Wilson started his 28th game Tuesday night, so the NFL has a lot to study. But the competition he played against adds difficulty to his evaluation. BYU did not face an opponent ranked in the top 35 of the Sagarin ratings this season until it played UCF, and the average ranking of its foes was 98.5. When the Cougars played unbeaten Coastal Carolina, Wilson threw one of his three interceptions in a 22-17 loss.

BYU lists Wilson at 6-foot-3, 210 pounds, but some NFL evaluators are eager to see how official NFL measurements compare. NFL front offices may not be as enamored of Wilson as the portion of the internet’s Draft Industrial Complex that has him pegged as a top-five pick, but he’s still a near-certain first-rounder. Two seasoned evaluators pegged him as a late first-round pick.

Then again, quarterbacks tend to rise once the draft arrives. It only takes one team to fall in love with a quarterback for him to be picked higher than expected. The lesson may prove true not only for Wilson but also for Lance, who may be the most polarizing player in the draft. He did not play this year aside from the exhibition against Central Arkansas after North Dakota State’s conference canceled its season because of the pandemic. NFL teams don’t have much tape of Lance to look at, so what they see will be divergent.

Lance entered the season ranked as solidly third among quarterbacks. As a sophomore, he led NDSU to the FCS national title, throwing 28 touchdowns and no interceptions while rushing for 1,100 yards. He probably will be the fastest quarterback drafted, even at 6-4, 226 pounds, no small feat in a year that includes Fields. NFL Network draft analyst Daniel Jeremiah compared Lance physically to Dak Prescott and Josh Allen. His character and work ethic are viewed as major pluses.

The questions about Lance are just as prominent as his upside. His college experience consists of 16 starts at the FCS level, albeit for a program that produced Carson Wentz and Los Angeles Chargers backup Easton Stick. Despite his production, evaluators are split on his arm. Some see a quarterback in need of a mechanical overhaul. “He’s going to get over-drafted,” one NFL executive said, speaking on the condition of anonymity to provide a frank assessment.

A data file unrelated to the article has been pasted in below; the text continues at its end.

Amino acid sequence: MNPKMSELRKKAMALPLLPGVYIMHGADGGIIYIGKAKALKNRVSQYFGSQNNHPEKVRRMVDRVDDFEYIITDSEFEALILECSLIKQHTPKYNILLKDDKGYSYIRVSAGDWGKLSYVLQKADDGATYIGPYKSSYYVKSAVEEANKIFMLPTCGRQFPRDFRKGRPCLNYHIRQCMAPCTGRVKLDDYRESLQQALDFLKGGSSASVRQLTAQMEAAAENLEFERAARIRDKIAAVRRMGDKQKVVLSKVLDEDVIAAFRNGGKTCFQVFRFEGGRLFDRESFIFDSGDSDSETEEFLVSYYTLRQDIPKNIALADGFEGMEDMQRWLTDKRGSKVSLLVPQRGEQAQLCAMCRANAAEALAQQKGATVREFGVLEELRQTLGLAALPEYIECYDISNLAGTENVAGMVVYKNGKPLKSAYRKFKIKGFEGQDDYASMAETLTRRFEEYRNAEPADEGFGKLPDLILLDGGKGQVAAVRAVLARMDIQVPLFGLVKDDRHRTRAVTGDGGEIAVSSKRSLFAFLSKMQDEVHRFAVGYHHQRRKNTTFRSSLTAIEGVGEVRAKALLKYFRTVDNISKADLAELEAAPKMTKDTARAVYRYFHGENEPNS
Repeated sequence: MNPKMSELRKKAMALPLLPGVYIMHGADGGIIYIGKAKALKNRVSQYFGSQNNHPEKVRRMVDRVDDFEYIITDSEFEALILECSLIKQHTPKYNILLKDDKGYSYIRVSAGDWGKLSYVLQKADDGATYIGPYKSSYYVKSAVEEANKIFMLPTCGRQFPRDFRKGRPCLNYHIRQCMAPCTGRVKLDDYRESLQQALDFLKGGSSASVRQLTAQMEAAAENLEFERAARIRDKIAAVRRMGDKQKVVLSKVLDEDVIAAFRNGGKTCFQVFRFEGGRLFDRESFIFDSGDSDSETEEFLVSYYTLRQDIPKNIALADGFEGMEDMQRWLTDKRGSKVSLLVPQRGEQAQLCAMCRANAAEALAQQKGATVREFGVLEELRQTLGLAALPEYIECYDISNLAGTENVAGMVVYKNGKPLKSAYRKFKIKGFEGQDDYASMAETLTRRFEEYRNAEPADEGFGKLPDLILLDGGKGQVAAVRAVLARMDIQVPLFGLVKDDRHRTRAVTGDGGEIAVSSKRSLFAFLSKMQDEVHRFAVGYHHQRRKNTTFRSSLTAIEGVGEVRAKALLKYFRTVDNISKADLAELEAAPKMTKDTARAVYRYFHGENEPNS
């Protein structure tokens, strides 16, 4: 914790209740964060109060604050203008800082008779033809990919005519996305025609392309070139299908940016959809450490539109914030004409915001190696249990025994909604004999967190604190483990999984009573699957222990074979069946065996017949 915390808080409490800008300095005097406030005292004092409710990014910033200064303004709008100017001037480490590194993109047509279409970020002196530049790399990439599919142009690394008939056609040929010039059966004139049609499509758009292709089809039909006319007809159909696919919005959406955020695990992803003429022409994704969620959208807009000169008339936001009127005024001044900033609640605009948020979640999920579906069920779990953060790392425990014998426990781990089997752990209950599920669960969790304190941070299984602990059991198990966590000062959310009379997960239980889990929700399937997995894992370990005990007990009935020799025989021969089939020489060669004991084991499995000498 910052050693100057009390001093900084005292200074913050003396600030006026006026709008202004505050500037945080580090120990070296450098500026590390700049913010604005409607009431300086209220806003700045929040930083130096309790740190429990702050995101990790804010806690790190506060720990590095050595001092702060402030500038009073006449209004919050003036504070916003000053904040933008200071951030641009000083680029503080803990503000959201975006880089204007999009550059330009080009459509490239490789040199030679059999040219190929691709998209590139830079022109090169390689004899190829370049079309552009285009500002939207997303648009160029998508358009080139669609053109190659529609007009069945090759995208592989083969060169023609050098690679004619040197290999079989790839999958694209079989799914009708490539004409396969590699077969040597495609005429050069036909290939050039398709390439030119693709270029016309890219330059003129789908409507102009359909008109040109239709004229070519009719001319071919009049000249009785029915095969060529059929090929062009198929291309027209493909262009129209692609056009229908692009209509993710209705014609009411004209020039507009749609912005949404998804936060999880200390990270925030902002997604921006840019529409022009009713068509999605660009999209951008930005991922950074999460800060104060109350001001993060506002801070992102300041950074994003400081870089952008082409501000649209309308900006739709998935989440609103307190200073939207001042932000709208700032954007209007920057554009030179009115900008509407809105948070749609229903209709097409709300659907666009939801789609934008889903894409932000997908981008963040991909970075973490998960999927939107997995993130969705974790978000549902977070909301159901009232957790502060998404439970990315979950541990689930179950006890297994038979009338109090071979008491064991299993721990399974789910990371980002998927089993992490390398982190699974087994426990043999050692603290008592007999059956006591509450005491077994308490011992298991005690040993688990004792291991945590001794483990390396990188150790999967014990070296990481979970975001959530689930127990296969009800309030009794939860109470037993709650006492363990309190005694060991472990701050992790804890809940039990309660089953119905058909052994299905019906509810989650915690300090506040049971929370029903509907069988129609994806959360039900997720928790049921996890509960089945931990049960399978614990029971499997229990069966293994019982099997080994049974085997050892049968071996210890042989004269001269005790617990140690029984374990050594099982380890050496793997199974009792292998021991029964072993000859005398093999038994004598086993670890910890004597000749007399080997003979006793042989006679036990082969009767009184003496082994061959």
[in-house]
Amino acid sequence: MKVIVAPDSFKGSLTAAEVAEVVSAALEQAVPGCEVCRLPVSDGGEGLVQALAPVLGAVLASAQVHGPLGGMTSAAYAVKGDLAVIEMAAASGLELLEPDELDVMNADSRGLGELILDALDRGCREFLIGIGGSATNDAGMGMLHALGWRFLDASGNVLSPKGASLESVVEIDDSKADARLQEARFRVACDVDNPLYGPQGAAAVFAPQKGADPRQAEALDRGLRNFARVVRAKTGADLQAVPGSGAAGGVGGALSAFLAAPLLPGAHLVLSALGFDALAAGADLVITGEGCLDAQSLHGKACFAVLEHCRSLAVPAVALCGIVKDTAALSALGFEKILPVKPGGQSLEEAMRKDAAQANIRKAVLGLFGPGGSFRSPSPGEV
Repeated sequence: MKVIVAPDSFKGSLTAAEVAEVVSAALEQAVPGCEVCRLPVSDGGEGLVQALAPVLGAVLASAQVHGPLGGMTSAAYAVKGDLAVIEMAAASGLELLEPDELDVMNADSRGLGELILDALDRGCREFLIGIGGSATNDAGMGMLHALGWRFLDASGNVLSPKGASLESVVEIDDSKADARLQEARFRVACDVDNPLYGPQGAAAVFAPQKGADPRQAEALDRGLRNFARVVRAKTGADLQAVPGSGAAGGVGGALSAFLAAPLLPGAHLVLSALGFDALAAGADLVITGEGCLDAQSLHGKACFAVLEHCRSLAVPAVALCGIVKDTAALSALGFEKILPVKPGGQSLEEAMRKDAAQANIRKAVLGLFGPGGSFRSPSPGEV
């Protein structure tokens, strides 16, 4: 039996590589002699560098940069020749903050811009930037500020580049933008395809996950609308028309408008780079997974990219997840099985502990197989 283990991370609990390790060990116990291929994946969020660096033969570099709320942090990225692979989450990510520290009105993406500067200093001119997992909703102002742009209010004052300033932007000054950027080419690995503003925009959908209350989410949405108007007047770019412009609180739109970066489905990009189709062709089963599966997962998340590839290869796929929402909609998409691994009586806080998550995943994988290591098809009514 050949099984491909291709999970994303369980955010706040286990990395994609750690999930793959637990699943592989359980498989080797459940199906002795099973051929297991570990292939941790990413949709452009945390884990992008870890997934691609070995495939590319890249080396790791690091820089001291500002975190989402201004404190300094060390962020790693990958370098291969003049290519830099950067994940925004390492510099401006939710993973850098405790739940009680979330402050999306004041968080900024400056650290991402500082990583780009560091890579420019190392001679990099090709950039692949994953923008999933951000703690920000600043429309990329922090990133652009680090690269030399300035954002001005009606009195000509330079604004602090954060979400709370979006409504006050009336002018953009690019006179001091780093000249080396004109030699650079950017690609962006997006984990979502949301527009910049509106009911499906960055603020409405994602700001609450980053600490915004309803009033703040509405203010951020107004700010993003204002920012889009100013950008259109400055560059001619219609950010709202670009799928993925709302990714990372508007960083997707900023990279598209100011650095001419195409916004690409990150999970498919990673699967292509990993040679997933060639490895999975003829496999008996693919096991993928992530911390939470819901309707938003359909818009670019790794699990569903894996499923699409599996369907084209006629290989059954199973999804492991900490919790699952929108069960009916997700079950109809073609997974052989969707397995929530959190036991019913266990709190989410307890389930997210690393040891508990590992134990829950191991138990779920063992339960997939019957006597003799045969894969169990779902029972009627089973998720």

Jones may be the safest prospect after Fields. He had one of the greatest statistical seasons in college football history. His 11.2 career yards per attempt rank first all-time, and he has a career completion percentage of 73.2. He understands how to decipher defenses, but NFL teams will ask: How much of Jones’s success owed to the cast around him? Alabama had by far the best offensive line and wide receivers in the country and possibly the best running back in Najee Harris. Jones’s physical tools are solid but point to a limited ceiling.

Trask is another prospect who could excite some teams and leave others unmoved. He has 23 starts in the SEC from which to judge, and this year, as a redshirt senior, he led the nation in touchdown passes (43) and passing yards (4,125) with just five interceptions while playing in the same offensive system that produced Alex Smith and Prescott. At 6-5, 240 pounds, he has an ideal frame. But in a league growing more reliant on mobile quarterbacks, Trask’s lack of quickness will be an impediment.

It would be a surprise if any of the top six quarterbacks are picked outside the first two rounds, with Lawrence, Fields and Wilson exceedingly likely to be the first three off the board. After that, opinions will be fluid between now and April and vary from team to team. It is a fascinating class of quarterbacks, and they are about to be evaluated during an unprecedented offseason.